Read more at: http://bit.ly/1NYWNuI

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Brands should take an omnichannel approach this Black Friday

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As we lead up to the festive peak season and retailers are once again preparing for this year’s Black Friday weekend, the omnichannel experience is still a fundamental part of retail strategy. There has already been a number of sources speculating that this year’s sales will break all the records set last year, including predictions that online sales will surpass the £1bn mark, up from £810m in 2014. Notably, the number of consumers shopping online for Black Friday deals is set to increase to 30%, up from 8% last year.

Clearly, we’re beginning to see the growing importance of online leading up to Christmas and Black Friday, itself made popular by Amazon, whose recent Prime event similarly guaranteed orders and revenue. Although last year’s peak season generated a 10% increase in high street footfall compared to previous years, consumers increasingly seem to be going online for their Black Friday deals.
However, despite the growth of online sales, recent research from Gekko shows that nearly three quarters (74.2%) of shoppers benefit from the touch, feel and physical comparison of products when making purchase decisions. This is especially the case with high ticket electrical items such as a smart TVs or washing machines, where 67% of shoppers are likely or very likely to buy in a physical store, compared with only 46% who would consider buying online. Moreover, more than half (56.8%) of consumers prefer to head onto the high street so that they can seek advice when making a considered purchase.

In an increasingly connected retail landscape, in-store retail sales are gradually feeling more of an impact from online, especially with smart phones offering shoppers a way to price check in their pocket. Barclays recently predicted that 42% of all retail sales will involve a mobile device in some way over the next ten years, clearly showing how brands will need to integrate their online and retail offerings to create consistent branding and the omnichannel experience we now expect.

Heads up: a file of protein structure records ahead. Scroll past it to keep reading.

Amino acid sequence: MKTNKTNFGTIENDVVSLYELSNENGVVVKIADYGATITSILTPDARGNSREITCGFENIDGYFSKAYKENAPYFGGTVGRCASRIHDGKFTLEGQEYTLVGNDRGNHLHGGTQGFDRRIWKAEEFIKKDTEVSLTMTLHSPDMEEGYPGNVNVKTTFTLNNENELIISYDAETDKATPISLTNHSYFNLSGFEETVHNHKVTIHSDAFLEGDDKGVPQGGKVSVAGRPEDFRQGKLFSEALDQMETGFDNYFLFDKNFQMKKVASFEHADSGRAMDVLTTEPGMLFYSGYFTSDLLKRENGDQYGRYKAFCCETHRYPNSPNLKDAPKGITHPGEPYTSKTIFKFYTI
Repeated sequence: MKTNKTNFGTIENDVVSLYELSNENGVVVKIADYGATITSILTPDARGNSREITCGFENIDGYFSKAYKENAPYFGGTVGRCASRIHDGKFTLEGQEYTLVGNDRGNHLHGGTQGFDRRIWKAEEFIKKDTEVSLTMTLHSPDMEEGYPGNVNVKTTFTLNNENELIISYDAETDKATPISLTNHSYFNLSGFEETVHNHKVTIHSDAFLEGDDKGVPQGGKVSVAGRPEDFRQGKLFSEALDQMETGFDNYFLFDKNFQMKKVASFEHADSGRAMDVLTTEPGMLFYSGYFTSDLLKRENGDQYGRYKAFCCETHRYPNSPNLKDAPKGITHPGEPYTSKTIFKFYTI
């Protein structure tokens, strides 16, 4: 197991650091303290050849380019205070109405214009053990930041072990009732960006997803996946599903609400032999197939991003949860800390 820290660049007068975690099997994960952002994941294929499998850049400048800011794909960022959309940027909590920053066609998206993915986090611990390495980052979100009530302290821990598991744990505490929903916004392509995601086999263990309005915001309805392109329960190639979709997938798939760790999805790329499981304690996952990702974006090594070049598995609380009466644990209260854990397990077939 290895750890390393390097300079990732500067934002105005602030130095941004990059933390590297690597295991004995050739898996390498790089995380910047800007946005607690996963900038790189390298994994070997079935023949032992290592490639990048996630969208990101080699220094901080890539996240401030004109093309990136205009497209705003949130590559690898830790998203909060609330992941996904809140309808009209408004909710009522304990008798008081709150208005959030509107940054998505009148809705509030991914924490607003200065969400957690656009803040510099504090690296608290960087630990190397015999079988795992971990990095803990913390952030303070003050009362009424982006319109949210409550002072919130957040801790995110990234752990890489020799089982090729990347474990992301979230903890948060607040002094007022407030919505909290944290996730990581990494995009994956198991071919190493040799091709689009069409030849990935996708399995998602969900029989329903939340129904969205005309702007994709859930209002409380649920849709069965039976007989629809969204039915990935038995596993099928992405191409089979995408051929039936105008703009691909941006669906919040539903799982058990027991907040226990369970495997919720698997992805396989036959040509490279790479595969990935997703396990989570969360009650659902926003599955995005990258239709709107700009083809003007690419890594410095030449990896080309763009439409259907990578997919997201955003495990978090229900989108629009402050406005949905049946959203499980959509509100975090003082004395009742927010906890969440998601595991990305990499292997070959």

This peak period, brands need to ensure that their sales and promotions take into account the omnichannel nature of retail today. While online sales will certainly be a focus this year in light of increasing numbers of dedicated online consumers, brands should not neglect the legions of shoppers that will descend on the high street, often using their smart phone to ensure that the deal their considering isn’t cheaper online.

Making sure that your branding in store matches that of your online offering will ensure that the 54% of shoppers that like to research products online before buying in store will continue their customer journey to buy your brand. Placing brand ambassadors in store to support your peak promotions are proven to assist customers looking to purchase considered items, supporting the majority of consumers who want to experience a product or ask advice before making a decision.

Whether buying online or in store, Black Friday is guaranteed to make the headlines this year, either for record sales or for more riots in supermarkets over discount appliances – perhaps it will be both. Black Friday is now a retail institution, which begins the Christmas peak shopping period for both retailers and brands.

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Staff key to a successful peak period